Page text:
Sometimes Knowing TOO MUCH Can Hurt Your BUSINESS!

I have become somewhat of an authority on business time management and/or getting the most sales per hour as possible out of your work day (articles, books, etc.).  Sometimes, (especially when you become a little too smart for your own good) you miss out on opportunities because time and experience have taught you a certain set of circumstances don’t typically results in a good profit.  For years, I have always been an advocate for doing portraits on location, because they do have a higher sales average than portraits done in the studio.  To offset the cost of travel to individual locations we set up blocks of appointments at our established locations, offering our client the ability to go to locations at the same price as in the studio.  This practice has served me and many readers of my books well.

Because we show a large number of outdoor portraits we have always had to deal with the question, “will you come to my house to do the photos?”  Knowing through experience that many peoples’ homes and surroundings areas are not set up to be a usable area to do the kind of outdoor portraits we take, we typically direct people to our established locations.  Most of the time the backgrounds and lighting around client’s homes will not produce the kind of outdoor portraits that we display and in most cases clients do not want to spend the additional money in higher sitting fees for this service.   My staff and I have gotten to a point that we direct everyone toward our established outdoor locations without giving it much thought or discussion.

Recently we had a potential client call the studio.  We had just photographed the girlfriend of the this lady’s son and she thought the portraits were amazing, however see didn’t want to go to one of our locations, she wanted them done at her home.  Knowing that these types of sessions never seem to work out, I had the staff person direct her again back to our locations, bringing up the savings in the session fee as a benefit to our business method.  This mother respond that the sitting fee wasn’t an issue, she wanted the portraits taken at her home, which was about an hour away from the studio.  The comment that the sitting fee wasn’t an issue sparked my curiosity, so I gave the staff member an amount for the session (including travel) and thought that would be the last we heard about coming to her house.  A few minutes later I was handed a session confirmation and prepayed session card for the session. The studio staff member had gone over the pricing of portraits and packages and the client said that was about what they had budgeted for her son’s senior portraits, so we were set!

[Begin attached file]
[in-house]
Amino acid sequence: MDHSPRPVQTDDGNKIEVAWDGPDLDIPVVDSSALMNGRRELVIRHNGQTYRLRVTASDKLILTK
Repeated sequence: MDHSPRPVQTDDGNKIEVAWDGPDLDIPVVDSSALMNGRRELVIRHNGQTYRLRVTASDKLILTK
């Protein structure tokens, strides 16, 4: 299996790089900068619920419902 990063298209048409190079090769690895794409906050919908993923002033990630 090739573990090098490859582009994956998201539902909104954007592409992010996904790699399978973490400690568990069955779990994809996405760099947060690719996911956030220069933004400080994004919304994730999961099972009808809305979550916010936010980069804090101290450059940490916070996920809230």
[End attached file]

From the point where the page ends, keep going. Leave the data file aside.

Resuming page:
While the financial part of the session was taken care of, I worried about the location not providing a suitable area for portraits.  When I arrived at their home, it was amazing.  It was a fenced estate in the mountains that covered about 40 acres.  It was beautiful! Everywhere I looked there we beautiful areas to take portraits.  I could have stayed there all day photographing (but I had a full day back at the studio).  In addition to the sitting fee and a very sizable order, I had fun!  Now came the problem of confronting my staff, which I preached to constantly about not judging clients when they walk through the door,  because once a client is qualified,  you never know which client will order $3000 worth of portraits and pay in cash and which one will place a minimum order and have the credit card declined! While I preached it and followed this advice for my sessions inside the studio and at our locations, I didn’t follow my own preaching about this type of session.  I admitted my mistake to our staff and came up with a simple to calculate outdoor session fee for specific locations for client.  This taught me that Sometimes knowing too much about what doesn’t work out “most of the time”  keeps us from trying to make it work out some of the time and that can hurt your business in times like these!

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~ by jeffsmithbooks on November 23, 2010.

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